MW 1:10-2:30 p.m.
HST208 (L) The Shaping of the Modern Middle East, 1789-1956

A survey of Middle Eastern history from the decline of the Ottoman Empire to the end of the era of European imperialism. The historical background necessary to understand the major movements, figures and ideologies of the modern Middle East; the rise and impact of European imperialism and fascism; the emergence of Arab and Turkish Nationalism, the impact of Zionism, and the development of new nation states and ideologies after World War I. {H} 4 credits

Daniel Brown

TTH 3:00-4:20 p.m.


HST212 (L) China in Transformation, A.D. 750-1900

Chinese society and civilization from the Tang dynasty to the Taiping rebellion. Topics include disappearance of the hereditary aristocracy and rise of the scholar-official class, civil service examination system, Neo-Confucian orthodoxy, poetry and the arts, Mongol conquest, popular beliefs, women and the family, Manchus in China, domestic rebellion, and confrontation with the West. {H} 4 credits

Daniel Gardner

TTH 10:30-11:50 a.m.


HST214 (C) Aspects of Chinese History

Topic:Culture and Power in Imperial China

An examination of the artistic, literary, philosophical, religious, and scholarly expression of the Chinese before the 20th century. {H} 4 credits

Daniel Gardner

T 1:00-3:30 p.m.



HST220 (C) Japan to 1600

The history of premodern Japan is often associated with samurai, geisha, cherry blossoms and Mt. Fuji. These associations may tell us more about ourselves than about Japan’s premodern past. In this course, we will explore how individuals of different backgrounds in premodern Japanese society—elites and commoners, men and women, warriors, priests, aristocrats, agriculturalists, and fisher-folk—conceived of themselves and their world.

The course begins in prehistoric times and ends with the development of an early-modern state in the seventeenth century. Key topics include the creation of a centralized state, the emperor and the aristocracy, the rise of the samurai, rebellion, religion, sexuality, and “national seclusion.” The course will function as a colloquium, a discussion course which focuses on the readings as the core of the work. Our discussions will be supplemented by lectures and occasional audio-visual presentations.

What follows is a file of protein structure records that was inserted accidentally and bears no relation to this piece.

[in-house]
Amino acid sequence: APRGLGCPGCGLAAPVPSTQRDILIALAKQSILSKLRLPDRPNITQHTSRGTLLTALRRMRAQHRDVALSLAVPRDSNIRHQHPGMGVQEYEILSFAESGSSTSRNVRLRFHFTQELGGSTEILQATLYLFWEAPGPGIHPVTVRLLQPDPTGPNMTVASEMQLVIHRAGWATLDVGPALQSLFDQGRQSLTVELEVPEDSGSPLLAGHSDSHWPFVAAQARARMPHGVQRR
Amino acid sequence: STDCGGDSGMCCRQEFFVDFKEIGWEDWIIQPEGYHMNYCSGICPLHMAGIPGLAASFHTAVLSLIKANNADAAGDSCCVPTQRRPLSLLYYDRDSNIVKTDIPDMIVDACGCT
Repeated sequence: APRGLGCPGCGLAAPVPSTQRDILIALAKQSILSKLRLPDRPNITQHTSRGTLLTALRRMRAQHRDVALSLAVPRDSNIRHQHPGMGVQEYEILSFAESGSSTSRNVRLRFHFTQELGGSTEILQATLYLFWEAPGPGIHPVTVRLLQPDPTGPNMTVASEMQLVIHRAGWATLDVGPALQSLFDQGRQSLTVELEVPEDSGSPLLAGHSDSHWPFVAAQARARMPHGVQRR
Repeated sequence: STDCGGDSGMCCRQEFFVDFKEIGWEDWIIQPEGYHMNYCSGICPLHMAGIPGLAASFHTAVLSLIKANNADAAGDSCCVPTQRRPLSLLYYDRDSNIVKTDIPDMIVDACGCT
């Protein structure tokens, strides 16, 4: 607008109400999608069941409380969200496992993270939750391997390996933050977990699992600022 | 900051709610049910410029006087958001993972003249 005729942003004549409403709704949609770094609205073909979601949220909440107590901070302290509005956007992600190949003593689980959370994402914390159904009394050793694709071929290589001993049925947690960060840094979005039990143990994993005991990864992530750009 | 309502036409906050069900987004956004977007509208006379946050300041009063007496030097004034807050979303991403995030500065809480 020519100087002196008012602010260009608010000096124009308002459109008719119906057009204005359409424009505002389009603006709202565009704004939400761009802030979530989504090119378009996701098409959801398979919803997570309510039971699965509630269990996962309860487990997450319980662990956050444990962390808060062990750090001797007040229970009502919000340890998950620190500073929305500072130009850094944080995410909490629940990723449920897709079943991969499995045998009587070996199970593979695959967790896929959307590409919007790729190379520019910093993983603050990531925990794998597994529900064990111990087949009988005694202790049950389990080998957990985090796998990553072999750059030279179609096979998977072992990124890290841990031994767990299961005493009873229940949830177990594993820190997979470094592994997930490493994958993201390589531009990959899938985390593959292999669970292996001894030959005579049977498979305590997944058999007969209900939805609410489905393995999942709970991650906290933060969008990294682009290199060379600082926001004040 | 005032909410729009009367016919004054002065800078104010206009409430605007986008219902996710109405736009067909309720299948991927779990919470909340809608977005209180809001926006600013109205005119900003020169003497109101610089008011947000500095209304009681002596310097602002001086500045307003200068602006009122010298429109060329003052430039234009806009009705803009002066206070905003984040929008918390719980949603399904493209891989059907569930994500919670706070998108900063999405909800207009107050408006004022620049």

Work for the course will consist of a midterm exam, a final exam, several short papers, and a presentation. {H} 4 credits

Marnie Anderson

M 7:00-9:30 p.m.


HST223 (L) Women in Japanese History: From Ancient Times to the Nineteenth Century

The dramatic transformation in gender relations is a key feature of Japan’s premodern history. In this course, we will examine how Japanese men and women have constructed norms of male and female behavior in different historical periods, how gender differences were institutionalized in social structures and practices, and how these norms and institutions changed over time. Due to the current state of the field, our focus will be primarily on women. Our goal is to understand the relationship between the changing structure of dominant institutions and the gendered experiences of women and men from different classes from approximately the seventh through the nineteenth centuries. Consonant with current developments in gender history, we will explore crucial variables such as class, religion, and political context which have affected women’s and men’s lives. The interaction of these variables with gender, rather than gender alone, has created the world in which Japanese women and men actually lived. Throughout the course, the feminist and historical scholarship of the last twenty years will help us to understand the ongoing conflict between textual prescription and reality.